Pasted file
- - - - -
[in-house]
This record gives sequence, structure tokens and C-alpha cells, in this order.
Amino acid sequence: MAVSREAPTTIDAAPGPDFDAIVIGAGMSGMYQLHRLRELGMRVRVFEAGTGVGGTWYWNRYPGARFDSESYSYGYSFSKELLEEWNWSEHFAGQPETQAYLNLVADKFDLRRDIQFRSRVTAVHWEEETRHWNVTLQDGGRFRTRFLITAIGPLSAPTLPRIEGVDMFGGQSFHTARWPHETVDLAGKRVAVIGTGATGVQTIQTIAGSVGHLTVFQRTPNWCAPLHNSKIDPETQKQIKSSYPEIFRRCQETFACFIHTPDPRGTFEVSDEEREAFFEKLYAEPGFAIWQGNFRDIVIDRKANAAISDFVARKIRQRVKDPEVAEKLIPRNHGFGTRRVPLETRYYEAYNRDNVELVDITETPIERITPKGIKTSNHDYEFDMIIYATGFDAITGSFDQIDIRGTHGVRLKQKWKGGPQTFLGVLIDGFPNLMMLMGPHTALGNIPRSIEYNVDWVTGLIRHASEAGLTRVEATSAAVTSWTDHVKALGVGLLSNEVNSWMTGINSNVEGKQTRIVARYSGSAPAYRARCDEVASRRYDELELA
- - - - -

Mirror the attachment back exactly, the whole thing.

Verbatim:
[in-house]
This record gives sequence, structure tokens and C-alpha cells, in this order.
Amino acid sequence: MAVSREAPTTIDAAPGPDFDAIVIGAGMSGMYQLHRLRELGMRVRVFEAGTGVGGTWYWNRYPGARFDSESYSYGYSFSKELLEEWNWSEHFAGQPETQAYLNLVADKFDLRRDIQFRSRVTAVHWEEETRHWNVTLQDGGRFRTRFLITAIGPLSAPTLPRIEGVDMFGGQSFHTARWPHETVDLAGKRVAVIGTGATGVQTIQTIAGSVGHLTVFQRTPNWCAPLHNSKIDPETQKQIKSSYPEIFRRCQETFACFIHTPDPRGTFEVSDEEREAFFEKLYAEPGFAIWQGNFRDIVIDRKANAAISDFVARKIRQRVKDPEVAEKLIPRNHGFGTRRVPLETRYYEAYNRDNVELVDITETPIERITPKGIKTSNHDYEFDMIIYATGFDAITGSFDQIDIRGTHGVRLKQKWKGGPQTFLGVLIDGFPNLMMLMGPHTALGNIPRSIEYNVDWVTGLIRHASEAGLTRVEATSAAVTSWTDHVKALGVGLLSNEVNSWMTGINSNVEGKQTRIVARYSGSAPAYRARCDEVASRRYDELELA